Modern Olympics came to life in 1896
I saw the story in the paper about the first Winter Olympics being held in 1924, which made me wonder when the first Summer Olympics were held and what prompted them to restart what I believe was a tradition from ancient Greece (or was it Rome?).
— Sandy, by email
Right, the first time, Sandy. The original Olympics were held in Greece, long before anyone heard of a triple axel or the Jamaican bobsled team.
The Greek games date back to before 1,000 B.C., according to a story on history.com. The games were held every four years during a religious festival honoring Zeus, the most powerful of Greek gods.
The games at first consisted of only running events, but were expanded over time to include wrestling, chariot and horse racing, javelin throwing and more.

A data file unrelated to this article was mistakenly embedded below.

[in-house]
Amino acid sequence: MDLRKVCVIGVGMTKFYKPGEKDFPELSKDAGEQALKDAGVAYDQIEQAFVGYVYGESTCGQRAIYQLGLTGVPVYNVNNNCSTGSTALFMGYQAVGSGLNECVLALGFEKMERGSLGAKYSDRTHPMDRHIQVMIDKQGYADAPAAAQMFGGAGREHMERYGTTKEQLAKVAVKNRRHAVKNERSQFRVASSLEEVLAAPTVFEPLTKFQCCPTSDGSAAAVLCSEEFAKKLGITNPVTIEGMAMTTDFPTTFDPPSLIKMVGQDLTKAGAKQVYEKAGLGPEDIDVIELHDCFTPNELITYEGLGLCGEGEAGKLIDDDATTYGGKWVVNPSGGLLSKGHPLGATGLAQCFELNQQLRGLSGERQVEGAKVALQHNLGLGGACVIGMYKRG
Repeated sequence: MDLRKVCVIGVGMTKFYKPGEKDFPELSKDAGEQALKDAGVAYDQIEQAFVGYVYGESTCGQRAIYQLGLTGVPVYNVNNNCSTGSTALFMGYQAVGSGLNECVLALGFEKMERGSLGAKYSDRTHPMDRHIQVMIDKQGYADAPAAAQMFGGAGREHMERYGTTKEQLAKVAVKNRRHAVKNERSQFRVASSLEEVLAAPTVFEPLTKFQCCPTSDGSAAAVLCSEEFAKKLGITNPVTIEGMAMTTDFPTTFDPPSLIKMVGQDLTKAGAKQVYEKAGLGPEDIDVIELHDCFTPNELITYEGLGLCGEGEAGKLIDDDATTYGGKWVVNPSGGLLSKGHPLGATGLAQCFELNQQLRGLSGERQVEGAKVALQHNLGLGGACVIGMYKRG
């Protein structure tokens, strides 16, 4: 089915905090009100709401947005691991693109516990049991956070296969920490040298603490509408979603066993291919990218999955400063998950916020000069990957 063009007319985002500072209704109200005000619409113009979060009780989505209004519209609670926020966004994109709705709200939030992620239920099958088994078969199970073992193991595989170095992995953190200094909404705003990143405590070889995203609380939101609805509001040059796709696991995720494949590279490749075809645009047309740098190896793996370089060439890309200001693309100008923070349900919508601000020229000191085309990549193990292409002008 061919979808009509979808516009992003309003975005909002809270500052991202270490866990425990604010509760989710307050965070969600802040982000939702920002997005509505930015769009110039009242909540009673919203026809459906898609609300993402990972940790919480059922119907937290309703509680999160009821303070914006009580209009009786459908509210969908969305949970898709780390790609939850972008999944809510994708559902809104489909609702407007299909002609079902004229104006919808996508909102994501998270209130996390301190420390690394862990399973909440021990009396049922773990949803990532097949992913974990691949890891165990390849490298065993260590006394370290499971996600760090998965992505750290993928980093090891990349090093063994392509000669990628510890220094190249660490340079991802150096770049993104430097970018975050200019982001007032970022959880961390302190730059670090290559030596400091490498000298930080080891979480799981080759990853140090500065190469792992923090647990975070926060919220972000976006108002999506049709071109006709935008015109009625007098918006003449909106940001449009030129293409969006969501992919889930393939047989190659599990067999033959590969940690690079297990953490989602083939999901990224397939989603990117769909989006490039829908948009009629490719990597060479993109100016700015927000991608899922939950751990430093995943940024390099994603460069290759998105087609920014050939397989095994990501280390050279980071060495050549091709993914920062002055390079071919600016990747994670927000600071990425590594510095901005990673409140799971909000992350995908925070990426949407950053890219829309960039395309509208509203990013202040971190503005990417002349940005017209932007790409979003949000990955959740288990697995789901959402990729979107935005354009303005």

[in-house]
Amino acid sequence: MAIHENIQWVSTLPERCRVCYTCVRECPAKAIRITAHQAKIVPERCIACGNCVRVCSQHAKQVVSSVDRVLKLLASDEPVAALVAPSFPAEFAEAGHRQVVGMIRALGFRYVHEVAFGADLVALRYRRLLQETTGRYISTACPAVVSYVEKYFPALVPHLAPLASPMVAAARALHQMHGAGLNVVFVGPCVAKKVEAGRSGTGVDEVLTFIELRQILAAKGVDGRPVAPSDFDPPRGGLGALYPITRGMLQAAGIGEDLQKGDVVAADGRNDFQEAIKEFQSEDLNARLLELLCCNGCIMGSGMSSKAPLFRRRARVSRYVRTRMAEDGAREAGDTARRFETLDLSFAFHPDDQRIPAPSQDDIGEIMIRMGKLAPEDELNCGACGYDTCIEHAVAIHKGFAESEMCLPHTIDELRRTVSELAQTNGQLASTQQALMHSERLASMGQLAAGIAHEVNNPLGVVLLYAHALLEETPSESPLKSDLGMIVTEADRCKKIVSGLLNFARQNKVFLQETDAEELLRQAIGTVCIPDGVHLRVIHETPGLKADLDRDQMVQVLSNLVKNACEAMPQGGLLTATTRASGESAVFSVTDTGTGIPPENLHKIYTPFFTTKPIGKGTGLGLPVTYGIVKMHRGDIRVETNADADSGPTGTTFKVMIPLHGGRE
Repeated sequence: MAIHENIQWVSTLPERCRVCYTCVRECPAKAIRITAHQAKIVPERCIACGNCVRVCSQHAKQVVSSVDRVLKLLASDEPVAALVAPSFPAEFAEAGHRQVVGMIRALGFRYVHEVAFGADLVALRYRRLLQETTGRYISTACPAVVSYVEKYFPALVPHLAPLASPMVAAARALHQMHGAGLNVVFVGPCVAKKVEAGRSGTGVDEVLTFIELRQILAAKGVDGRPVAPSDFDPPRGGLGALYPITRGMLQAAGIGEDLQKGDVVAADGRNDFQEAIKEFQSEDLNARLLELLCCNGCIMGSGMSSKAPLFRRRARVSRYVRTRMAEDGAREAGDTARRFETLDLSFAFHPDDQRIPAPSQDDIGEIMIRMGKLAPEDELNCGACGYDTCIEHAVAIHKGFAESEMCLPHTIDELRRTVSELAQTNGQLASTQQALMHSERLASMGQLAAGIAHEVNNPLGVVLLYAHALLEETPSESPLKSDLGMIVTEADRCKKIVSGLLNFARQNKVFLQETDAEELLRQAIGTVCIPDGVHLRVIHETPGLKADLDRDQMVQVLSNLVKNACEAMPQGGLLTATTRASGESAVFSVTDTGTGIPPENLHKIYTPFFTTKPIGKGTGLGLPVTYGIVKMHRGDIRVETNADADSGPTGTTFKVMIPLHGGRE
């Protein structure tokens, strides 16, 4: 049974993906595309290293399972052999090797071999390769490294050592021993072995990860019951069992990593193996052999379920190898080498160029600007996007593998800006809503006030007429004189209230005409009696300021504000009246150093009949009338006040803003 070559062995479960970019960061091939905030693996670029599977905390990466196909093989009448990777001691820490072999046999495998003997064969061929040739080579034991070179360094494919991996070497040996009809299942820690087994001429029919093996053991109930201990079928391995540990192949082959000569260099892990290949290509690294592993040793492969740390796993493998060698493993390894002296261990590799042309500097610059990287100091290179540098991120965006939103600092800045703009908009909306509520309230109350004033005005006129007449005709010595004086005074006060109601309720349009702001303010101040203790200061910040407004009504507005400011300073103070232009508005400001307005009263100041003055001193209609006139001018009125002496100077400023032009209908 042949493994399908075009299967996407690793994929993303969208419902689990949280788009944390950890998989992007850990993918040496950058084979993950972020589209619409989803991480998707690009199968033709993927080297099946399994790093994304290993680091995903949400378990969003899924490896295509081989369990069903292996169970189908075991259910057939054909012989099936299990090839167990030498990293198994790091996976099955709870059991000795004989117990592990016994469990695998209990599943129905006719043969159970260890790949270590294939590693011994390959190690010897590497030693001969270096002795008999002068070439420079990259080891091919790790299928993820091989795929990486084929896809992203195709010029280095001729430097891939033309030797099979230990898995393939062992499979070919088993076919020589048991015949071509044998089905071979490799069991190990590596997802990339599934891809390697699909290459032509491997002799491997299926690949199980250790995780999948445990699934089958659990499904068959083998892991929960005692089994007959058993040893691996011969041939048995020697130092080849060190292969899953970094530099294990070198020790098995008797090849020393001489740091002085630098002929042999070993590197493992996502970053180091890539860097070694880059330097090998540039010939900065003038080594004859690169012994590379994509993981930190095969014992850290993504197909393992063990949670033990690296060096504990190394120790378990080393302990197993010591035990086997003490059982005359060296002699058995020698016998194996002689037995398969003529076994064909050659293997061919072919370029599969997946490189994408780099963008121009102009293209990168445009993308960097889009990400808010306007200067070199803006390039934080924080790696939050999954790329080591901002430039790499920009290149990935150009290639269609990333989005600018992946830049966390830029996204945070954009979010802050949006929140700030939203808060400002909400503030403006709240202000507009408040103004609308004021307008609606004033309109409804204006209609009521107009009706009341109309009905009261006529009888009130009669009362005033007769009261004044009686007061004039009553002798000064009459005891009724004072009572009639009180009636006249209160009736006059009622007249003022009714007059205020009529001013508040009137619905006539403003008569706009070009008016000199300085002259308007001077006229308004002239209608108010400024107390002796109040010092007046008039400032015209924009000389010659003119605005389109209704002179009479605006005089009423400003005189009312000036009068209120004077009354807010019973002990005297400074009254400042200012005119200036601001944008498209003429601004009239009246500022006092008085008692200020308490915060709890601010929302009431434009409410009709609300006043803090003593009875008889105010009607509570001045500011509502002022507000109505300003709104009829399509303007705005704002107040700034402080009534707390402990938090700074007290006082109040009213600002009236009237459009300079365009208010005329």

Those games were brought to an end by Roman Emperor Theodosius I, but 1,500 years later, they came to life again in Athens, with the opening ceremony held on April 6, 1896. Thirteen countries participated, bringing 280 male athletes to compete in 43 events.
According to history.com, the idea came in part out of the fascination Europeans held for ancient Greek culture, with some nations staging their own "Olympic" festivals.
The idea was formalized in 1894, when Pierre de Coubertin, a French baron, proposed the idea at a conference on international sport in Paris.
Out of that meeting came the International Olympic Committee (IOC) and plans for the first modern-day games, to be held, appropriately enough, in Athens, the capital of Greece.
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